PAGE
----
WikiLeaks claims that a sham US firm with Clinton ties is trying to smear Julian Assange

PUBLISHED : Thursday, 20 October, 2016, 2:57pm
UPDATED : Thursday, 20 October, 2016, 9:43pm

The anti-secrecy group WikiLeaks is claiming that an elaborate and convoluted smear campaign has targeted the group’s founder, Julian Assange, to paint him as a paedophile and Russian client.

WikiLeaks said the supposed smear efforts, which it’s outlined in tweets and a series of documents over the past two days, include a sham offer from the Russian government to pay Assange US$1 million to promote a women’s dating site and a separate scheme to link Assange to a criminal case in the Bahamas.

The assertions are the latest twist in events that have kept Assange and WikiLeaks at centre stage of the US presidential campaign. That included mentions from both candidates in Wednesday’s final presidential debate.

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The smears come as WikiLeaks releases tens thousands of emails hacked from the Democratic National Committee and from the personal email account of Hillary Clinton’s campaign chairman, John Podesta.

Assange, an Australian who has been holed up in Ecuador’s embassy in London for more than four years, had been accelerating the release of the hacked material this month in a drive to embarrass Clinton. Ecuador cut his internet connection Saturday, saying it did not want him interfering in US domestic affairs.

The alleged smear campaign centres on a Houston company,, that describes itself as an online dating site for single women.

A representative for the company, Hannah Hammond, wrote to Assange’s legal team in London and Sweden with an offer to pay him to appear in a tongue-in-cheek five-minute television advertisement for the company that it said would air on the Lifetime channel.

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“The source of the US$1 million is the Russian government. It will be wired to Mr Assange’s nominated account, upon his cooperation, and before filming of the ad by the SoHo camera crew,” Hammond wrote in a September 16 email, according to a copy WikiLeaks published.

Hammond described how the ad would start with burlesque dancers gossiping backstage at a Las Vegas revue about men who’ve used the dating site to text them. One dancer receives a ping on her cellphone, and tells the others Julian Assange has asked for a date. She holds up the phone with Assange’s moving image.

The ad would air November 7, one day before US presidential elections, Hammond noted.

“Your email appears to convey an elaborate scam designed to entrap Mr Assange’s reputation into unwanted and unwarranted publicity,” a member of his legal team, identified only as James, responded on September 16, demanding that “you immediately cease any plans that you have to use Mr Assange’s name to draw attention to your business.”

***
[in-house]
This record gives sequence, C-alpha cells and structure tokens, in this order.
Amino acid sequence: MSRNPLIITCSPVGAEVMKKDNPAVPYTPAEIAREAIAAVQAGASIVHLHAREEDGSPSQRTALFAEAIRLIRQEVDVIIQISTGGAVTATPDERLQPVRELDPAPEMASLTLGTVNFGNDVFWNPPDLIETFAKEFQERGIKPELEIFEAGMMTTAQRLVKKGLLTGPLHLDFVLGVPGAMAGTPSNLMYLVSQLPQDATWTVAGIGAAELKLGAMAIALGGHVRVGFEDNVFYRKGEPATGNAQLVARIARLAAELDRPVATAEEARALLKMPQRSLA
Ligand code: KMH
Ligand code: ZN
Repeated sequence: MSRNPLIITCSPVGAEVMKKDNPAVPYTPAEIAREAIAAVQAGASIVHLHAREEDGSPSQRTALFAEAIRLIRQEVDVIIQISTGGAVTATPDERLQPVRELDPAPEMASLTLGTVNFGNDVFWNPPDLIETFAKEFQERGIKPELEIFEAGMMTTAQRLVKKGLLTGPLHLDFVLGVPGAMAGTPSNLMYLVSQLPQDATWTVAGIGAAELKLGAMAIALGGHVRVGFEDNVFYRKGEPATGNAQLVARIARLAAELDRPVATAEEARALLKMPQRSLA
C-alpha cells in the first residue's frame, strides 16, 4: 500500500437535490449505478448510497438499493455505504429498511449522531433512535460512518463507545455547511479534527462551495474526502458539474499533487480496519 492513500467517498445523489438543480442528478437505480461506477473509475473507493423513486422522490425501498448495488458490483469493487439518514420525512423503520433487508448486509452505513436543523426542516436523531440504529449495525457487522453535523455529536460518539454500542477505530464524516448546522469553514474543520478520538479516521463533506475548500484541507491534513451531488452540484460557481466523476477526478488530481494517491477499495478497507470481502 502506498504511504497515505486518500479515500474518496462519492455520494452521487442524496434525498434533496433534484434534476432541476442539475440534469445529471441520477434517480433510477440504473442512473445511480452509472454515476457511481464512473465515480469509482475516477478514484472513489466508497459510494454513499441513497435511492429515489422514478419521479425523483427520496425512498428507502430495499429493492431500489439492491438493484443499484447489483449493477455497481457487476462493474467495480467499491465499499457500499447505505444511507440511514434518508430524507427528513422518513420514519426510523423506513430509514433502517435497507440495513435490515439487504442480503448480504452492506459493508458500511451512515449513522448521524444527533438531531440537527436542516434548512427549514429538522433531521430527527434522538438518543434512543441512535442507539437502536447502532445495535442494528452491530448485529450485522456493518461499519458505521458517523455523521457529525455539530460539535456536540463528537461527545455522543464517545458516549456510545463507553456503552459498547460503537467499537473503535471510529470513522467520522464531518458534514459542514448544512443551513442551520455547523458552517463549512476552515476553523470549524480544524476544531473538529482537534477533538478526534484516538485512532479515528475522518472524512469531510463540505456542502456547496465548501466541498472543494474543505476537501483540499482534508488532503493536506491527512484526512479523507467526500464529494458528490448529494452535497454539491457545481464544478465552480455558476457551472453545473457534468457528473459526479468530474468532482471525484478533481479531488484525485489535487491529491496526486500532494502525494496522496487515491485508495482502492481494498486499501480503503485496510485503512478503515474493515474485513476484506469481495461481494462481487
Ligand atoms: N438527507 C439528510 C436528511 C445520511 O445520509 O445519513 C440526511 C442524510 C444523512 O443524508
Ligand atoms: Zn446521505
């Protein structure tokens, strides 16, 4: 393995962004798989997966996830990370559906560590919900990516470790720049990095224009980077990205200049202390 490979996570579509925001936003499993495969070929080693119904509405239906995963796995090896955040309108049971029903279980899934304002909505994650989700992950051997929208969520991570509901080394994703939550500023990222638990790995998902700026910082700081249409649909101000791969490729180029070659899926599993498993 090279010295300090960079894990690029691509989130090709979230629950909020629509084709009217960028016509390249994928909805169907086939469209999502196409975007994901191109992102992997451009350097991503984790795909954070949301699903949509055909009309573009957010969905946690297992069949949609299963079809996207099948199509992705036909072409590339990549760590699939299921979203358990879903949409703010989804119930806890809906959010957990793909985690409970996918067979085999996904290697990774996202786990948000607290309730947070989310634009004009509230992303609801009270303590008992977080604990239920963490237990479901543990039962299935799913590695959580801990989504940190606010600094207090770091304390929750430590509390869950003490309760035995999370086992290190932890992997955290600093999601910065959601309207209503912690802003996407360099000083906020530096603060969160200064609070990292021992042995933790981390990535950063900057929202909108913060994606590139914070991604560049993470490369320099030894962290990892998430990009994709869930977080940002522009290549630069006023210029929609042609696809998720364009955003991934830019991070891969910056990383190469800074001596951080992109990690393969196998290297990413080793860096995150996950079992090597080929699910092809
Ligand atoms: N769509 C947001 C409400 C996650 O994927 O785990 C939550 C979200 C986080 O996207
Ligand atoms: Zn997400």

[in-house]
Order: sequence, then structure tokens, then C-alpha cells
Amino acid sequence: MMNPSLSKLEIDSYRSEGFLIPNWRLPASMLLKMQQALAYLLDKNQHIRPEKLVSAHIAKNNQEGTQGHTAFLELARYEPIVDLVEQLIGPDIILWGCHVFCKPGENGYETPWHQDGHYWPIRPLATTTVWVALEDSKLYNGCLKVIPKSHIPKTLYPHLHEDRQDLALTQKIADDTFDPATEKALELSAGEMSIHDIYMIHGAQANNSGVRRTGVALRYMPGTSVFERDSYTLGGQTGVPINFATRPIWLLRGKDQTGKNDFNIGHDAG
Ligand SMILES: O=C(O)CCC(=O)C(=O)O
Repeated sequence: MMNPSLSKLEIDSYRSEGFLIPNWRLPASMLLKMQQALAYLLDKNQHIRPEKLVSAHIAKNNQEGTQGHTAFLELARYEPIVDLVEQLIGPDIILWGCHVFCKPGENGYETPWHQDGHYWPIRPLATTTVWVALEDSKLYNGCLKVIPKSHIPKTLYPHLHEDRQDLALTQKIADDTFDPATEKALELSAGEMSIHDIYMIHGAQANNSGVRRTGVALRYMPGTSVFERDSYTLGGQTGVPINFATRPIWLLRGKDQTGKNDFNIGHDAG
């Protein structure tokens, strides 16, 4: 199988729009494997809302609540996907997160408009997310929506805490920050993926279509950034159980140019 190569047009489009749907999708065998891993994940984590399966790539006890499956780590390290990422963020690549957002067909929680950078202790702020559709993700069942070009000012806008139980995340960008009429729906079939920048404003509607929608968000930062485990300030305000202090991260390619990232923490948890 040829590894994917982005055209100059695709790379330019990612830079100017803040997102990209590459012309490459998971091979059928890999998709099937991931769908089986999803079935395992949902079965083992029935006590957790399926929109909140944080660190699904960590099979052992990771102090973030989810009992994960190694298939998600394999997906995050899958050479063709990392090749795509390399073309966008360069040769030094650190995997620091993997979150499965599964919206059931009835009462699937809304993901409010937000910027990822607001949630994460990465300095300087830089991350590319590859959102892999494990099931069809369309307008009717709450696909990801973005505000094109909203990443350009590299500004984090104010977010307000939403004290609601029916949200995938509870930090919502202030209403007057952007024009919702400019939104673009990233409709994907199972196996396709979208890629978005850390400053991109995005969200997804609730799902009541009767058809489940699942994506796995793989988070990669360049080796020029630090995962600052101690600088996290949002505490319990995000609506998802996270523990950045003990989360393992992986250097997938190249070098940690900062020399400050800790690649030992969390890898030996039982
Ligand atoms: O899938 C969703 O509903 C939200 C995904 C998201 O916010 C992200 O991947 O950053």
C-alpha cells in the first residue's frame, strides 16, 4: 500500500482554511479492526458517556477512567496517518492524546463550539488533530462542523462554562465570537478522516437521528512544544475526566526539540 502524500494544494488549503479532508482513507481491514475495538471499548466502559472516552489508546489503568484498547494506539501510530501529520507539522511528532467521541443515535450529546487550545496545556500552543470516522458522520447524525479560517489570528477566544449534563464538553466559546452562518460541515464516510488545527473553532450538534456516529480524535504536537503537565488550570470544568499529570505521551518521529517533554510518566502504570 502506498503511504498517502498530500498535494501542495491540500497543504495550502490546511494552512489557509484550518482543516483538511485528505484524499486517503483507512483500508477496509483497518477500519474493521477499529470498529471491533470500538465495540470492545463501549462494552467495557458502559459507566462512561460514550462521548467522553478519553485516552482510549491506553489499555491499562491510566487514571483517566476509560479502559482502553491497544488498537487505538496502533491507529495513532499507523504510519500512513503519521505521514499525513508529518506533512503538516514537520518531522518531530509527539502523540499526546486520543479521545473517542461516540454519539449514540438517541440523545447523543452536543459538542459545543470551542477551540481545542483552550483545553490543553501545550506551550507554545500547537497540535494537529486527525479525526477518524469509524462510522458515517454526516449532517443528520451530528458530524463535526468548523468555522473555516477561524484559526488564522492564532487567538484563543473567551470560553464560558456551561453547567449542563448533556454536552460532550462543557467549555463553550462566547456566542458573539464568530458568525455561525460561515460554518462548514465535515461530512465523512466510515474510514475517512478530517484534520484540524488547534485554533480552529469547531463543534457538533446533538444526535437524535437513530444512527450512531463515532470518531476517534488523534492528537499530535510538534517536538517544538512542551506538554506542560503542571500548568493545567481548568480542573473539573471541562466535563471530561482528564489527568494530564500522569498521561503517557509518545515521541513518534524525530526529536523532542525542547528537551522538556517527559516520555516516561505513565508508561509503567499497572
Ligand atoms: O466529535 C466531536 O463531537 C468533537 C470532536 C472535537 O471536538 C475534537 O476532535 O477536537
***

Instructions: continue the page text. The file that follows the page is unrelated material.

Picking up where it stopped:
WikiLeaks said its investigators conducted an inquiry into and its parent, T&C Network Solutions, and found that it “exhibits the characteristics of a highly suspicious and likely fabricated business entity.”

A second alleged plot also involves, and suggested that Assange used the dating website to sexually molest an eight-year-old Canadian girl vacationing with her family in Nassau, Bahamas.

The Houston company gained standing apparently as a defender of women’s rights with the UN Global Compact, a UN-created initiative to persuade businesses to adopt socially responsible policies.

On October 4, it filed a statement asking to bring to the attention of the UN body “criminal child sex offences” that purportedly were under investigation by the Royal Bahamas Police Force involving Assange.

It said it had been contacted by the Canadian father of the eight-year-old, whose 22-year-old sister was a client.

WikiLeaks tweeted that it was a “false accusation” and released what it called “full docs and investigation into the plot to frame Assange as a paedophile & Russian spy.”

Phone numbers associated with appear to have been disconnected.

On Wednesday, WikiLeaks tweeted that “internet sleuths” had linked a “mysterious intelligence contractor” close to Clinton to the alleged smear effort.

It said that an archival internet search linked to an address in San Francisco that until a year or so ago was used by Premise Data, a data-crunching firm whose co-founder and chief executive, David Soloff, is seen in a photo earlier this year with Clinton. He denied any connections to the smears or the Clinton campaign.

“Premise is not associated with, has never had dealings with, and has no knowledge of T&C Network Solutions,” Soloff said in an email. “This all appears to tie back to mistaken internet information about a previous office address (645 7th St) Premise occupied through August 2015 before we outgrew the space and moved to our current San Francisco offices.”

Soloff added: “We have no professional or donor affiliation with any political candidate. The picture you refer to was taken at a speaking event near Washington, DC in January or February 2016. I was offered an opportunity to say hello to the candidate and I did so!”